2) He Has Given Us One Another So That We Can Build Each Other Up:
Does the phrase “be strong and courageous” sound familiar to any of you? I’m sure Joshua 1:9 was a memory verse for many.
I did a search of the phrase and it turns out that in Deuteronomy 3:28, God tells Moses to “charge Joshua, and encourage and strengthen him.” And later in Deuteronomy 31:6, Moses tells Joshua to “be strong and courageous. Do not fear or be in dread of [enemy nations], for it is the Lord your God who goes with you. He will not leave you or forsake you.”
In the middle of tough times, I’m all too prone to retreat into myself and away from other people, to forget God’s promises and, once in self-imposed isolation, to falter under the weight of my own doubts and fears.
What I saw between Deuteronomy and 1 Chronicles, from Moses and Joshua to David and Solomon, is a pattern of mutual encouragement that is, from the very beginning, something that God desires for us to do for one another.
Speaking for myself, it has been such a blessing to know all of you! Each time I’ve faltered, whether that was over family strife or with ministry leadership changes, there has been no shortage of listening ears, prayer partners, encouraging words, smiles, hugs, offers of boba, etc. Over the past few weeks, I’ve seen the internal tide of my thoughts turn from worry, to joy and hope, and I know that I didn’t get there alone.
All in all, I had a really hard time falling asleep last night because I was just so filled with gratitude… as I reflected on how truly blessed I am to know all of you.
Happy New Year, brothers & sisters. Thank you so much for walking with me through the valleys and peaks of 2014. I greatly look forward to, as one of you so succinctly put it in a letter, “kicking butt in 2015.”
“The unexamined life is not worth living.” – Socrates
I am not big on “signs,” but when I opened my daily K-LOVE Encouraging Word email on Wednesday, December 31, 2014, and saw the passage that inspired me to create this blog, I smiled.
Ok, God, ok.
I will not let 2015 fly by. I will savor every moment. Whether I’m in the valley of the shadow of death, or catching my breath on a mountaintop. I will make time to ponder, to patiently listen to Your instruction, to passionately obey.
“Never stop praying. Be thankful in all circumstances, for this is God’s will for you who belong to Christ Jesus.” ~ 1 Thessalonians 5:17-18
Thank you, Lord, for everything. Everything.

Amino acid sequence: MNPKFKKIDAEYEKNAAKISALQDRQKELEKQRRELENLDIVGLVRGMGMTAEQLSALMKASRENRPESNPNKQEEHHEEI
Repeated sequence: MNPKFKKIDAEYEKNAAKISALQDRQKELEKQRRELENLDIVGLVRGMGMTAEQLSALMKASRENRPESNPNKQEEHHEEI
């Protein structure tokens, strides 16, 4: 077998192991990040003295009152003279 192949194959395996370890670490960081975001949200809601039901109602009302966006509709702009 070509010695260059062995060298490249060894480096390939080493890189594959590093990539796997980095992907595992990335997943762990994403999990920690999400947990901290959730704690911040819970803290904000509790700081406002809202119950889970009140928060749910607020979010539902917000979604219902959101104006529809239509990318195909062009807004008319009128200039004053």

My boyfriend, Matt, and I had a great time exploring San Francisco a couple Sundays ago. Here’s where we went and what we did:
One of the women in our Bible study/home group is a theater artist, playwright, and arts administrator. She wrote Love Balm For My SpiritChild, a play featuring the testimonies of Bay Area mothers who have lost their children to acts of violence, and it was playing last weekend, and will be playing this weekend, at Brava Theater in The Mission, SF. We’re both so proud of our sister in Christ and the work of healing and love that God is doing through her!
(Clockwise from top-left) Matcha Green Tea, Basil, Balsamic Strawberry, & Peach. Matt really loved the basil ice cream, and I still think the balsamic strawberry is the best. This is such a great spot for quality ice cream!
It’s been a looooong time since I last slid down a slide or swung on a swing. Dolores Park has both, along with a number of other fun play structures, and I had lots of fun getting to be a big kid!
Interestingly enough, the last time we were here together in 2013, we ended up getting into a big misunderstanding. We got through that little rough patch, but thinking about this particular place always seemed to bring back some funky feelings. I’m glad that we had an opportunity to come here again, walk around, talk, snap some great photos, and just make a new memory.
A coworker friend of mine who lives in the city recommended the Beach Chalet to me a while back. I bookmarked it on Yelp and when my Matt and I were trying to think of a place to go for dinner, I was able to finally cross this off the list! Luckily enough, we got a table for two right next to the window, and were able to eat great food and watch the sunset together.
"Beyond the East the sunrise, beyond the West the sea, and East and West the wanderlust that will not let me be"
ohayou gozaimasu ~